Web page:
dsc00027.gifJames B. Lile: The Arkansas Knifesmith, Knifemaker to the World
By Lucarelli-Hill-Miller-Wise-Wilson

Hardcover, 528 pages, $129.95
Jack Lucarelli
10519 Valley Spring Lane, Dept. TK
Toluca Lake, CA 91602;

I first met custom knifemaker Jimmy Lile at a Kentucky knife show in 1973 and quickly found he was one of the friendliest and most easy-to-like people in the business. It is hard to pin down exactly when Jimmy first began making knives, as it was a childhood hobby that slowly evolved into a profession. He officially went “full time” in 1969 and quickly became one of the top custom knifemakers in the world before his untimely death in 1991.

Of course, what really brought Jimmy to the attention of those outside normal cutlery circles was the fact that he worked with Sylvester Stallone to create the feature knives for the first two “Rambo” movies. For better or worse, it was Jimmy’s sawback, hollow-handle design that started the entire modern fad for survival knives. This book covers the entire range of movie prototypes plus the models created, but not used, for the first two films. It also covers the pattern Jimmy designed for the third movie that was rejected by Stallone in favor of the work of another maker. Frankly, I find the rejected knife and the one actually used seem to have many similarities. The book doesn’t clear up the mystery of why the Lile knife was dropped.

The book equally explores the full range of hunters, fighters, survival knives and folders offered by Lile from 1969 to 1991. Many catalogs from this same period are reprinted that give the reader a better feel for the original prices and options provided by the maker—an outstanding reference for anyone collecting custom knives and an absolute must for the fans of Jimmy Lile. The knifemaking world lost one of the greats when Jimmy passed on.

review791.gifFolding Knives– Carry and Deployment
By Steve Tarani

DVD, 55 minutes, $29.99
5.11 Tactical
4300 Spyres Way, Dept. TK
Modesto, CA 95356; 866-451-1726

Unlike most of the tactical folder DVD’s on the market, 5.11’s new video does not cover self-defense with an edge weapon in any way. Its total focus is on the selection and use of utility knives by law enforcement personnel. My main question, then, is does the intended market really require such basic instruction? Folding Knives—Carry and Deployment seems to be aimed at the potential user who has had absolutely no experience with cutlery of any kind in the past. I came away from the DVD feeling like I had watched 55 minutes of “how to tie your shoes.”

There is a fair amount of useful information buried in the tape. Duane Dwyer of Strider Knives gives an interesting but overly technical discussion of knife construction and edge grinds. Steve Tarani covers the advantages and disadvantages of various blade locks and knife styles. Safe opening and closing, as well as positioning the folder on your gear, are also covered.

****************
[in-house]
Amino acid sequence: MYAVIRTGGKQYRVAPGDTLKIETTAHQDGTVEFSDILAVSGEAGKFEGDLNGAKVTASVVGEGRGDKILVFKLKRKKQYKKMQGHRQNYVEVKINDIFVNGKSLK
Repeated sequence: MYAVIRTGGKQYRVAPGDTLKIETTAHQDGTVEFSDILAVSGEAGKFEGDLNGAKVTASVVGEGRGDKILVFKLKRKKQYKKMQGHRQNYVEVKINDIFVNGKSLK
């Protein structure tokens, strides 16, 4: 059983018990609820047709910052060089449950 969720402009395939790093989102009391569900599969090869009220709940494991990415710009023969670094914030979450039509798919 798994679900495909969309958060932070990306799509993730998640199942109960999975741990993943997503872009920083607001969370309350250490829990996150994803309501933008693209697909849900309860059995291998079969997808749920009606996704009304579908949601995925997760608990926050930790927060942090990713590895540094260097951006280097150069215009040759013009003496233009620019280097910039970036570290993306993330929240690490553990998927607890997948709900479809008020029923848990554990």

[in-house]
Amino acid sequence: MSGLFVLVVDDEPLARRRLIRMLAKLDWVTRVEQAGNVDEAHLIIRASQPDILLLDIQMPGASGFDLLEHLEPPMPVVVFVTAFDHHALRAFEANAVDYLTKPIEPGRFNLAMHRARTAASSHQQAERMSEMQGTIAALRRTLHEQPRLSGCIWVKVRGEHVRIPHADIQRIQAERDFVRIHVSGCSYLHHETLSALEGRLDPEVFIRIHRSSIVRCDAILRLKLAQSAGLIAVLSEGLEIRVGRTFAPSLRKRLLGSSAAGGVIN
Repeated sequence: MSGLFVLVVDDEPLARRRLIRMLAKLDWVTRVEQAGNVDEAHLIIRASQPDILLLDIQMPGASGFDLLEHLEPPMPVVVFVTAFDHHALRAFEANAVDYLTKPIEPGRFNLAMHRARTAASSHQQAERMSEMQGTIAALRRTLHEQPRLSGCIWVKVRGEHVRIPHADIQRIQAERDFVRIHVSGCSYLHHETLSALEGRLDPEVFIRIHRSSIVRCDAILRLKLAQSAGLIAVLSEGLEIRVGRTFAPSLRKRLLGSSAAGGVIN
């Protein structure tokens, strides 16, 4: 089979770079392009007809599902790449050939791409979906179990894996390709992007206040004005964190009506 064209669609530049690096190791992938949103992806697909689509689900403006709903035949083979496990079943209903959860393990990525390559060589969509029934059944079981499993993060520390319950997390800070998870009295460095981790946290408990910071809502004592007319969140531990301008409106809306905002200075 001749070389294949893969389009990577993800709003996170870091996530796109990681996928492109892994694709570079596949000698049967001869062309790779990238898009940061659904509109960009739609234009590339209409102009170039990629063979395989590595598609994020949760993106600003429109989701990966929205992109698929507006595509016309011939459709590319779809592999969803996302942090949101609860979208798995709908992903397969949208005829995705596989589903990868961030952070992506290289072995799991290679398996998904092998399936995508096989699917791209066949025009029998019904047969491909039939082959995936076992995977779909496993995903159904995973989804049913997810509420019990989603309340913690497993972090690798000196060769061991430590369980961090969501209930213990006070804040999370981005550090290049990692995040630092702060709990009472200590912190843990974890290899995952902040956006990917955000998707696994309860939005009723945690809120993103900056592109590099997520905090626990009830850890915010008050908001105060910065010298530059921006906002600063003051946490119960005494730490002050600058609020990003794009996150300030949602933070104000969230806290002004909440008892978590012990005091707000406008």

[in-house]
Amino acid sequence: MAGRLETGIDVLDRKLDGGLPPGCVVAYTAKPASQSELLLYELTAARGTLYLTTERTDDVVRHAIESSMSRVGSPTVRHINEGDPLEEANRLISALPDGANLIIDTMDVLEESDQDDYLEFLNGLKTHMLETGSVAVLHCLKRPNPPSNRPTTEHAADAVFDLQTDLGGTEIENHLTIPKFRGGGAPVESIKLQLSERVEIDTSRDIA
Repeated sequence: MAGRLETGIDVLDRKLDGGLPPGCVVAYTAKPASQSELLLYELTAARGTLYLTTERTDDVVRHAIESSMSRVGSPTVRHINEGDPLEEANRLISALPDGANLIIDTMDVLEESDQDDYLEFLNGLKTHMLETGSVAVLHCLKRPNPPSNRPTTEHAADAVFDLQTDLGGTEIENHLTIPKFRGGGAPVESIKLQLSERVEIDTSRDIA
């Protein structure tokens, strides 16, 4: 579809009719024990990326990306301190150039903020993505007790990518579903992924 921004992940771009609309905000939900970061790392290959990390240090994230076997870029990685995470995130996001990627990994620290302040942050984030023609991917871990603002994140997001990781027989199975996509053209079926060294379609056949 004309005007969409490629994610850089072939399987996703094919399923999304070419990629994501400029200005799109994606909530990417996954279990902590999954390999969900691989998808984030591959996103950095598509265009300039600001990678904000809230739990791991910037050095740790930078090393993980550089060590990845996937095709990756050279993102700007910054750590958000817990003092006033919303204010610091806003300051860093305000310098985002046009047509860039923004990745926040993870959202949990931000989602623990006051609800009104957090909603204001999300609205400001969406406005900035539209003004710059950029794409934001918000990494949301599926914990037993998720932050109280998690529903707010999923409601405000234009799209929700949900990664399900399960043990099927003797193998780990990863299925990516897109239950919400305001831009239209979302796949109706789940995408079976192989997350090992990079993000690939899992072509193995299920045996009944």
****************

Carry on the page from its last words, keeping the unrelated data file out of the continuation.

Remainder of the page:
If you really are starting from ground zero picking a tactical folder for duty carry, you may find this DVD useful. For most of us with a little more experience than that, I would probably give it a pass.

imgp3031.gifPolearms of Paulus Hector Mair
By David James Knight and Brian Hunt

Soft cover, 275 pages, $40
Paladin Press
Gunbarrel Tech Center
7077 Winchester Circle, Dept. TK
Boulder, CO, 80306; 800-392-2400

Despite all the romance of medieval sword play, it was the use of various polearms during the pre-firearm period that actually won battles. Paulus Hector Mair was perhaps the most intriguing figure in the Liechtenauer tradition of German Renaissance martial arts. An enthusiastic practitioner of fencing, wrestling and other martial arts, he was determined to preserve the knowledge of the combat arts of his time. His dream is realized in this remarkable book by authors David James Knight and Brian Hunt.

Mair collected a vast combat library, including works by Jörg Wilhalm, Antonius Rast, Gregor Erhart and Sigmund Ringeck, as well as copies of both the Codex Wallerstein and the Königsegg-Talhoffer manuscript. Circa 1540, Mair produced the Opus Amplissimum de Arte Athletica, or Ultimate Book of the Art of Athletics, a massive compendium heavily influenced by the earlier works in his library but surpassing them in content and depth. Today only three complete manuscripts of his Opus survive in German and Austrian collections.

In Polearms of Paulus Hector Mair, authors Knight and Hunt make their contribution to the endeavor that Mair began so many centuries ago. Working from both the German and Latin versions of Mair’s Opus, they present chapters on combat with the poleax, halberd, spear, shortstaff, lance, and longstaff, with text in the original German and Latin, along with the English translation. The illustrations, taken from the Dresden codices, C93 and C94, have been meticulously restored to give a clear view of the techniques.

While the use of a halberd or poleax may be esoteric for the modern reader, knowledge of the shortstaff is just as useful today as it was in the 16th century. Few street fighters are actually skilled enough to face a trained individual carrying a stout hiking stick. All in all, this is a very interesting book.

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